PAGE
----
I bought a new mid-2012 non-Retina MacBook Pro late last year, immediately prior to the line being discontinued (I still think the second-generation MacBook Pros were the best series). After about a week, I found an annoying thing with it: When I turned on the computer after coming back from work, it seemed like it almost always required a cold startup after sleeping, where the optical drive initialized and did its buzz, and took a lengthy 10-15 seconds to wake up from sleep. Also, the computer would wake up (and the optical drive buzzed) even if the MagSafe charger was disconnected.
I contemplated bringing it into the Apple store, as this behaviour was not exhibited in my mid-2009 model and the optical drive buzzing was plain annoying; I thought there was something wrong with my Mac specifically.
The option button can be used to reveal hidden options and information in various places around Mac OS. One example of this is if you option-click the Wi-Fi icon in the menu bar, you will be presented with additional information about the network you are currently connected to, including the type of the Wi-Fi you’re using, the base station’s MAC address, the frequency channel you’re on, and the strength of the connection, among other details. In addition, there is an additional option to open Wireless Diagnostics which might be able to help you with Wi-Fi issues (however, in my experience it doesn’t really give useful information).
An additional tool to help debug network connections is a neat little utility called “Network Utility” that comes bundled with Mac OS X. You can find it in the Utilities subfolder in the Applications folder, or just use Spotlight to find it.
This utility provides a friendly interface for many tools that are commonly used on the command line for network debugging, such as ping, nslookup, traceroute, whois, and finger. An interesting tool though is the last tab: Port Scan. Yes, Mac OS comes with a port scanner bundled with it. Obviously one would hope that the port scanner be used for diagnostic purposes and not malicious purposes.
If you have a MacBook with an infrared receiver, did you know your Mac could be open to other people controlling your computer? By default, Mac OS will recognize the signal of any Apple Remote. Although the effect is relatively harmless (they will probably be able to randomly play some tracks on iTunes), it can range from being annoying if you were studying in the library and your friend happened to prank you, to embarrassing if you happened to be doing a presentation.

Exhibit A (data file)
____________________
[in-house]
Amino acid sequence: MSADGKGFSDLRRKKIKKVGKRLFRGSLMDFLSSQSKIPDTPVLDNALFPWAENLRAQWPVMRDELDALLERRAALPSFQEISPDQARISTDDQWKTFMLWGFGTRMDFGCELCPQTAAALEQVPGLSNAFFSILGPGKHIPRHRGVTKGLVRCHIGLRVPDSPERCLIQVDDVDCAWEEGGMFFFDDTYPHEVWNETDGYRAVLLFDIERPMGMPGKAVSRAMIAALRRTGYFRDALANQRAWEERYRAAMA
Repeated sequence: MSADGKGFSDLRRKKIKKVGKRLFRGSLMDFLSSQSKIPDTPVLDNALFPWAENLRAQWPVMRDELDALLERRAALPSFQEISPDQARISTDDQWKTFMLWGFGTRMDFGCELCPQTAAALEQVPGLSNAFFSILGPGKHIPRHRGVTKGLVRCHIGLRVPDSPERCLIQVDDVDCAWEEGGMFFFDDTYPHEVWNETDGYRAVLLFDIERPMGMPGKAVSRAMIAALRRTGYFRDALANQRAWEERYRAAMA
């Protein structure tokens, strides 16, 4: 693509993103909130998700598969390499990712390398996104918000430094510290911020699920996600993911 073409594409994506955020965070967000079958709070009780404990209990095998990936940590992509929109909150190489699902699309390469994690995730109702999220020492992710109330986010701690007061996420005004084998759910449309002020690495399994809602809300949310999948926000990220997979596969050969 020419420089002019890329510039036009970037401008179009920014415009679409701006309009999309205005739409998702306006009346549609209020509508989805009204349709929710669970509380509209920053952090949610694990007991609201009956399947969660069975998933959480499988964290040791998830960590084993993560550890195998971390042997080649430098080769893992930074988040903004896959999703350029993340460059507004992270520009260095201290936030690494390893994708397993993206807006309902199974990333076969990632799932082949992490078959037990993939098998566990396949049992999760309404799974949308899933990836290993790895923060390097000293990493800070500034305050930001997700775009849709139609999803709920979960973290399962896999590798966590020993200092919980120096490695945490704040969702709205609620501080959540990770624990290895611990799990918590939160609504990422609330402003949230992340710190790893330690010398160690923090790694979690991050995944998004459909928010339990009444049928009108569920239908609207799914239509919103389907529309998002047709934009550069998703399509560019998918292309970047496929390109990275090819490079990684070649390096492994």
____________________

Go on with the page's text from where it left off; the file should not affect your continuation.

Most people do not need to allow any Apple Remote to control their computer. Why would you want other people’s Apple Remotes to control your computer? Here is a tutorial for securing your infrared port so that only your own Apple Remote can control your computer.
If you have an Apple Remote…
You can pair your remote with your computer by pressing and holding the Menu and Next (right) buttons for several seconds, while pointing the remote to the infrared receiver (on the MacBook Pro unibody models, the port is beside the power/sleep light on the front edge of the computer). The pairing logo will show up in the middle of your screen when the pairing is complete.
If you don’t have an Apple Remote…
You can disable the infrared port so that nobody with a random Remote can control your computer.
Open System Preferences → Security & Privacy.
If the preferences are locked, you will need to click on the lock at the bottom left and enter your password.
Click the Advanced… button at the bottom right.
Check “Disable remote control infrared receiver.”
Hopefully this tutorial will help you avoid annoying or embarrassing situations when people try to prank you with their own Apple Remote.
I bought my MacBook Pro back in 2009. It was a Mid-2009 (2nd generation) version with a Core 2 Duo with the basic 2GB of memory and 250GB hard disk drive. I chose Mac because of many reasons; here are some of them, ordered by what I thought most important first:
Solid construction: The unibody construction was a huge factor. The size was quite slim and easily portable. The aluminum exterior felt solid. Since getting the laptop, I’ve only dropped it once. The hard drive died as a result (expected); was not a big deal to replace it.
Battery Life: The battery life exceeded the average of other laptops of comparable performance and price. I didn’t end up using the advertised 7 hours most of the time but 3-5 hours was good enough for me.